Canonical’s IPRights Policy incompatible with Ubuntu licence policy

Richard Gaskin ambassador at
Mon May 4 15:56:55 UTC 2015

This thread has taken on quite a broad scope; the original core issue 
was stated by Mr. Riddell as:


     It says "Any redistribution of modified versions of Ubuntu must
     be approved, certified or provided by Canonical if you are going
     to associate it with the Trademarks. Otherwise you must remove
     and replace the Trademarks and will need to recompile the source
     code to create your own binaries."

     It confuses the issues of Trademark and distribution, which are
     unrelated issues.

They would be unrelated if the binaries contained no Ubuntu trademarks, 
but as we know the name "Ubuntu" and the registered logo occur 
frequently throughout many components of the distro.

Moreover, that clause explicitly invites everyone to use the sources to 
make any build they want as long as it contains no registered 
trademarks, which seems consistent with the sort of proactive support of 
GPL principles we've seen from Mr. Shuttleworth, Ms. Silber, and the 
others at Canonical.

Many large FOSS projects embrace the GPL while also enforcing their 
trademarks, and for good reason:  If I were to redistribute a modified 
Ubuntu, it simply wouldn't be Ubuntu.

At best my custom build could cause confusion among people seeking to 
enjoy Ubuntu, and at worst my distribution may contain malware or other 
components completely at odds with the goals of the project, causing 
irreparable harm to the brand everyone on the project has worked so hard 
to build.

I'm obliged to note that I'm not an attorney, just an active supporter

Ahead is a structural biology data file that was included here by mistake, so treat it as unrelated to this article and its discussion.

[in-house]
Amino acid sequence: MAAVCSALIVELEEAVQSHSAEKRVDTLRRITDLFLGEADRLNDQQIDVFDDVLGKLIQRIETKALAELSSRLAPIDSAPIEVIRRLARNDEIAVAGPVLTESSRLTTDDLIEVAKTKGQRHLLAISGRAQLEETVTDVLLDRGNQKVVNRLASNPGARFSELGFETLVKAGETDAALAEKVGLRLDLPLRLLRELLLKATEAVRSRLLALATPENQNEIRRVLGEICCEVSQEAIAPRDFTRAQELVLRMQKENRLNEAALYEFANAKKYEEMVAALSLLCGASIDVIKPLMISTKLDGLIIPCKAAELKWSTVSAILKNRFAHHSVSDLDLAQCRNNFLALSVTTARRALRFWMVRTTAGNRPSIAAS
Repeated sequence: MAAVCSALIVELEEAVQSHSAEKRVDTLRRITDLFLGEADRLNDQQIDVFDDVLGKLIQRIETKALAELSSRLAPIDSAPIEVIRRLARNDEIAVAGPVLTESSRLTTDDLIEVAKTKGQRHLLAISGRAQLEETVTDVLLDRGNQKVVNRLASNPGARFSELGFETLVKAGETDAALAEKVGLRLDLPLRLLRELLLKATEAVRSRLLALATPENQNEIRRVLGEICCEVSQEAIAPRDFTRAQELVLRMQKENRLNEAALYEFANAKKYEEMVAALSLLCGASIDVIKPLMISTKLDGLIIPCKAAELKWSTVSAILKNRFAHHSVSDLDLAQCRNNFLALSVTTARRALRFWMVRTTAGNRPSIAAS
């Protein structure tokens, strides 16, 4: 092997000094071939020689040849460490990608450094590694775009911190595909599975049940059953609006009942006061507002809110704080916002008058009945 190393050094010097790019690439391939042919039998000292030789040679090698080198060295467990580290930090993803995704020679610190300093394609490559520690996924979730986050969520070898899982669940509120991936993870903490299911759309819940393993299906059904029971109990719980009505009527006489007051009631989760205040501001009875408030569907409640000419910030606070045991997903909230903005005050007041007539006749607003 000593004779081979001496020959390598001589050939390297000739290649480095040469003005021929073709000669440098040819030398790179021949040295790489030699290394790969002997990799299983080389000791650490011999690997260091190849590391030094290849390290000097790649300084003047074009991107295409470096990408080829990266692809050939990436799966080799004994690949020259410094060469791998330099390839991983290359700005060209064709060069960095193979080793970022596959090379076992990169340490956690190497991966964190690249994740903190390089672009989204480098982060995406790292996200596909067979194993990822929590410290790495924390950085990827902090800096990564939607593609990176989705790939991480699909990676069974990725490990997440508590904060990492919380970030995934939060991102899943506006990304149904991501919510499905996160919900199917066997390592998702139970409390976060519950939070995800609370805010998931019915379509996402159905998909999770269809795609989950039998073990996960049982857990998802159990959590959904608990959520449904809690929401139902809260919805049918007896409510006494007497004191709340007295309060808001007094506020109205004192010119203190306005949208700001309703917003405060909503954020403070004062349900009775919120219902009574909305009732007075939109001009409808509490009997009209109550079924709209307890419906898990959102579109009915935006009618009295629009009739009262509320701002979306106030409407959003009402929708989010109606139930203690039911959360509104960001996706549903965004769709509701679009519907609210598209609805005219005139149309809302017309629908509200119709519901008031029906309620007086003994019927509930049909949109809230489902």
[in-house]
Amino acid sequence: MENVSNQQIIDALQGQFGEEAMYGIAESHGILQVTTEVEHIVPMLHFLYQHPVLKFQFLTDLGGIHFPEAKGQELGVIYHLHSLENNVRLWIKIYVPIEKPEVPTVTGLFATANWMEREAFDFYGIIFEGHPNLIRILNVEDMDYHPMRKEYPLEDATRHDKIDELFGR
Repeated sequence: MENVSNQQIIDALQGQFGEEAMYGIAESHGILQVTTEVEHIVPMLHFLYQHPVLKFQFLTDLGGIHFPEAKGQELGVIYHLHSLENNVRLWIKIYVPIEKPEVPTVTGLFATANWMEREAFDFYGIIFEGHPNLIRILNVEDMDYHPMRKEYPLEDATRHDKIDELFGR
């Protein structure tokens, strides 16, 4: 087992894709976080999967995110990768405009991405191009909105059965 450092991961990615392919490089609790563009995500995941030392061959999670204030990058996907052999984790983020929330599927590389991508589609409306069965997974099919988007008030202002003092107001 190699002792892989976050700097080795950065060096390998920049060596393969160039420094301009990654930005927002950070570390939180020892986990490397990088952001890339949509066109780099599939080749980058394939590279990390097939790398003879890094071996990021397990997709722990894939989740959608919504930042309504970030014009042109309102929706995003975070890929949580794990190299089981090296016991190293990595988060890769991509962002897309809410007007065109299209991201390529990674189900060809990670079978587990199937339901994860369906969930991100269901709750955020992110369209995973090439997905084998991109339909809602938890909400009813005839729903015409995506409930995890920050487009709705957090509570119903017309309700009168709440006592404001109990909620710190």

of the Ubuntu platform like the other participants here.  Given that, I 
recognize that there may be some nuance here which might be meaningful 
to an attorney, but frankly to this layperson the existing wording seems 
reasonably clear.

FWIW, as a community supporter of Ubuntu I've written Canonical's legal 
department several years ago requesting permission to use their 
trademarks periodically on web sites and event promotional materials 
where it may be relevant, noting that in all cases I would make a 
reasonable good faith effort to present their trademarks in a positive 
light.  They replied within just a couple days granting permission for 
use as I had described it.

I would imagine the good folks at System 76 have requested and received 
similar permission, more relevant here since as I understand it they 
actually distribute a slightly modified Ubuntu, including some custom 
drivers and/or other components not found in the build obtainable at

Similar arrangements have likely been made with Intel, ZaReason, Asus, 
Dell, and others who distribute Ubuntu in a form which may be different 
from the official downloadable version.

Given the large and thankfully ever-growing number of OEMs shipping 
devices with Ubuntu preinstalled, it would seem the legal team at 
Canonical has been doing a good job keeping up with granting trademark 

But if the request is for blanket permission to use Canonical's 
trademarks in contexts not yet defined, it shouldn't be surprising that 
such an unusual request would take more time to consider.

In the meantime, anyone who wants to make their own fork of any 
GPL-governed project remains completely free to do so.  Just pick a new 
name for the new project, and there would seem no conflict at all.

  Richard Gaskin
  Fourth World Systems

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